Over fifty British universities funded by Atomic Weapons Establishment

More than fifty universities – over one third of all British universities – have received funding from the Atomic Weapons Establishment (AWE), the laboratory responsible for designing and manufacturing the UK's nuclear weapons, according to 'Atoms for Peace?' – a new study on AWE's research links published jointly by Nuclear Information Service and Medact (available to download at the bottom of the article).

The 'Technical Outreach' programme between AWE and universities mainly supports scientific research in the physics, materials science, high performance computing, modelling, and manufacturing disciplines.  

Although much of this work qualifies as 'blue skies' research which is not aimed at any particular application, some of it is consided to have 'dual use' potential –  the capability to be used for both benign, peaceful purposes and military purposes contributing to the development of weapons of mass destruction.  The published aims of AWE's Technical Outreach programme clearly show that the Establishment's collaboration with universities is directly intended to allow AWE to maintain its capability as the UK's centre of expertise for military nuclear science.

However, the study concludes that as well as contributing to AWE's scientific research programmes, academic collaboration also plays an important role in helping to increase the perception of AWE as a reputable scientific institution, provides a pool of graduate recruits for staff posts at AWE, and allows the Establishment to draw on expertise and facilities at universities to support its work.  

As well as providing direct financial payments to universities to undertake research work, AWE also funds academic posts and studentships and provides support for conferences and training.  Five universities have agreed 'Strategic Alliances' with AWE (Bristol, Cambridge, Cranfield, Heriot-Watt and Imperial College) and receive long-term funding for wider research programmes.   

AWE also has developed academic partnerships with government research laboratories such as the National Physical Laboratory and the Rutherford Appleton Laboratory, professional scientific and engineering institutes, and the Engineering and Physical Sciences Research Council and the Science and Technology Facilities Council.

Limited information is publicly available from official sources on research funded by AWE in UK universities, and the results of the two year investigation by Nuclear Information Service and Medact is believed to be the first time that information on the topic has been collected and subjected to open scrutiny.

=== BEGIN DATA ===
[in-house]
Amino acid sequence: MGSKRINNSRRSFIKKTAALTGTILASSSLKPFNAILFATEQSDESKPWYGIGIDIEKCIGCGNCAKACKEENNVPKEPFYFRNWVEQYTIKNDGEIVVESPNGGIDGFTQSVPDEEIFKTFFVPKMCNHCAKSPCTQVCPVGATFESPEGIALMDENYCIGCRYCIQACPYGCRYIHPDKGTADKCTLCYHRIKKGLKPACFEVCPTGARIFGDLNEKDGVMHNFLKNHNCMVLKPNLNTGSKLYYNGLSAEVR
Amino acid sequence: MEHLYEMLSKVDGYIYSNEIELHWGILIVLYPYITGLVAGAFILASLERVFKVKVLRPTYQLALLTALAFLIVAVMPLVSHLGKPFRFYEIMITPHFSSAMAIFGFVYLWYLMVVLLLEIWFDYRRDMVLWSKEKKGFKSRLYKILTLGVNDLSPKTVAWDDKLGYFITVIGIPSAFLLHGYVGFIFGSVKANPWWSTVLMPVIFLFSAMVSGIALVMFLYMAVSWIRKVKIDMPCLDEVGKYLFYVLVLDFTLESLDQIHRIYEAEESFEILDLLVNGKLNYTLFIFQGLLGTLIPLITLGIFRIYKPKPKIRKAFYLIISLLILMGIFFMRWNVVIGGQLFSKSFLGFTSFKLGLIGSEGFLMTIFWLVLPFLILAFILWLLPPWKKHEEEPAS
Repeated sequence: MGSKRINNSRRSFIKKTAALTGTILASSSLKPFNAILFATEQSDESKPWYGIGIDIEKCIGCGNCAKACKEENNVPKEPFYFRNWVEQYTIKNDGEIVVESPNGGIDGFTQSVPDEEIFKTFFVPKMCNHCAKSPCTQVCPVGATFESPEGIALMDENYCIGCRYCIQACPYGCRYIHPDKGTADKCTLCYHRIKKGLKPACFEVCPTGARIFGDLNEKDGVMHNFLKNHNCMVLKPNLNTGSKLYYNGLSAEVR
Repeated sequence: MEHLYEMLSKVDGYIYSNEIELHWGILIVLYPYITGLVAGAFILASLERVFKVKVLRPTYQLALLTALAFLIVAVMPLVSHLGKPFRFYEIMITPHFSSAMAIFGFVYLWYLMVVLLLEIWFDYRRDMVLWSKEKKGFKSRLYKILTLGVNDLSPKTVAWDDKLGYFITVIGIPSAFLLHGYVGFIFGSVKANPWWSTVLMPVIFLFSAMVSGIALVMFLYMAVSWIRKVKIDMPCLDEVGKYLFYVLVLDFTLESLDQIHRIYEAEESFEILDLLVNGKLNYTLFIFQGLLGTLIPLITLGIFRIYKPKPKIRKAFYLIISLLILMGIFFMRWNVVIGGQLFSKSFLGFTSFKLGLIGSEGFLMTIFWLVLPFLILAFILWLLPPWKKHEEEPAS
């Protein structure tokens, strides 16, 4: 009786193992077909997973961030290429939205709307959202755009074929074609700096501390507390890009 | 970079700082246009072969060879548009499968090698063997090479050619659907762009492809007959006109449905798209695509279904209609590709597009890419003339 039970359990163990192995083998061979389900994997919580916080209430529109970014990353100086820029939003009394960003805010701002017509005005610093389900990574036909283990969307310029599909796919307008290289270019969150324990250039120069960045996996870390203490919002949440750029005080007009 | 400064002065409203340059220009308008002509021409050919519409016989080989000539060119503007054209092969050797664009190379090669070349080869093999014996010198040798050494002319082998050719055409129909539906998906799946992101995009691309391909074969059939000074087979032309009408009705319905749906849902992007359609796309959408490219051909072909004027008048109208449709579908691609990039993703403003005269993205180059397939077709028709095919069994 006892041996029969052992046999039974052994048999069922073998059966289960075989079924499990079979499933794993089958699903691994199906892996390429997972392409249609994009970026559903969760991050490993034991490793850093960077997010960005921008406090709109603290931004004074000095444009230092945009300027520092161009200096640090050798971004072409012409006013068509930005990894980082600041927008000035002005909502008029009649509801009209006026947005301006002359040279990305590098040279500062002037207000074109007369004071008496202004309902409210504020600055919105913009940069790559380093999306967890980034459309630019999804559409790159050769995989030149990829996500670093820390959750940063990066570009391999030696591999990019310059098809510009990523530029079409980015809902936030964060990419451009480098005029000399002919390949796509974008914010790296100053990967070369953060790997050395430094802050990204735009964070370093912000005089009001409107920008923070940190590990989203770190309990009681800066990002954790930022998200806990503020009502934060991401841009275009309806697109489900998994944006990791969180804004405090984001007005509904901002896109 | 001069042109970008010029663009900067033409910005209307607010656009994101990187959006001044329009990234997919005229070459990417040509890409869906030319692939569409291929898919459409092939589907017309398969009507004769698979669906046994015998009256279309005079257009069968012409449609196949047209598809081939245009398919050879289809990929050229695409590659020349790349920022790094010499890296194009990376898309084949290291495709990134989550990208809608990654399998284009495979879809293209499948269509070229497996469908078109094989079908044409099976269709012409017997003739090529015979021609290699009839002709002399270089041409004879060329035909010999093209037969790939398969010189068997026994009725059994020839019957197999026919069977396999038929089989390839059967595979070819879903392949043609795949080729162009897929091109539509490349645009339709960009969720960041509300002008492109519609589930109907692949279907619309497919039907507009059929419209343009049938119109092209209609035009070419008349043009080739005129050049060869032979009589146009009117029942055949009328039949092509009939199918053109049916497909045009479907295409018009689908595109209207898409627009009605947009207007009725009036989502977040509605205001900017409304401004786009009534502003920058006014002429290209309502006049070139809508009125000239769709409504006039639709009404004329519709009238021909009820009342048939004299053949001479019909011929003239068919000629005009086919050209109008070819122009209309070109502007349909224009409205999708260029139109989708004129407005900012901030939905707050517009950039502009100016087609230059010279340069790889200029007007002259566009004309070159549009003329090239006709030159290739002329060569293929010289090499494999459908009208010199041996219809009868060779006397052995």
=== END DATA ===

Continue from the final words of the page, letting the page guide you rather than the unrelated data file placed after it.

The study concludes that ethical committees in universities and AWE itself should be more pro-active in providing advice to researchers who receive funds from AWE, that  AWE should publish an annual report detailing the programmes it has funded in universities, and that an independent audit of the impact of AWE funding on research in universities should be periodically undertaken to assess the results, effectiveness, and value for money from such funding.

To help universities and researchers navigate ethical issues arising from participating in research work funded by AWE, the report presents a set of guidelines to help in considering professional and ethical issues related to such work.

Pete Wilkinson, Director of Nuclear Information Service said: “While some of the research work funded by the Atomic Weapons Establishment in British universities provides benefits to society and is welcome, work which will allow the UK to retain and develop its nuclear weapons over the long term has no place on the campus.

“Many scientists frown on research which contributes to the development of weapons of mass destruction, however indirectly, and  our study found that AWE values its academic outreach programme as much for the acceptance it buys for AWE's own scientists in reputable academic circles as for its scientific findings.

“Universities and individual researchers are responsible for ensuring that their work meets accepted ethical standards, and our report aims to warn them of the risks from being seduced into murky waters by the lure of AWE's cash”.

Dr David McCoy, Chair of Medact said:  “Many aspects of scientific research work funded by the Atomic Weapons Establishment are conducted in sensitive and controversial areas, raising complex ethical and legal issues.

“There are clear international norms against the use and possession of weapons of mass destruction, recognised by a number of international legal treaties, including the nuclear Non-Proliferation Treaty and the Comprehensive Test-Ban Treaty, which require states holding nuclear weapons to take steps towards disarmament.  Researchers should ask themselves whether a research programme is likely to support or undermine such norms before deciding to accept any funding from AWE”.

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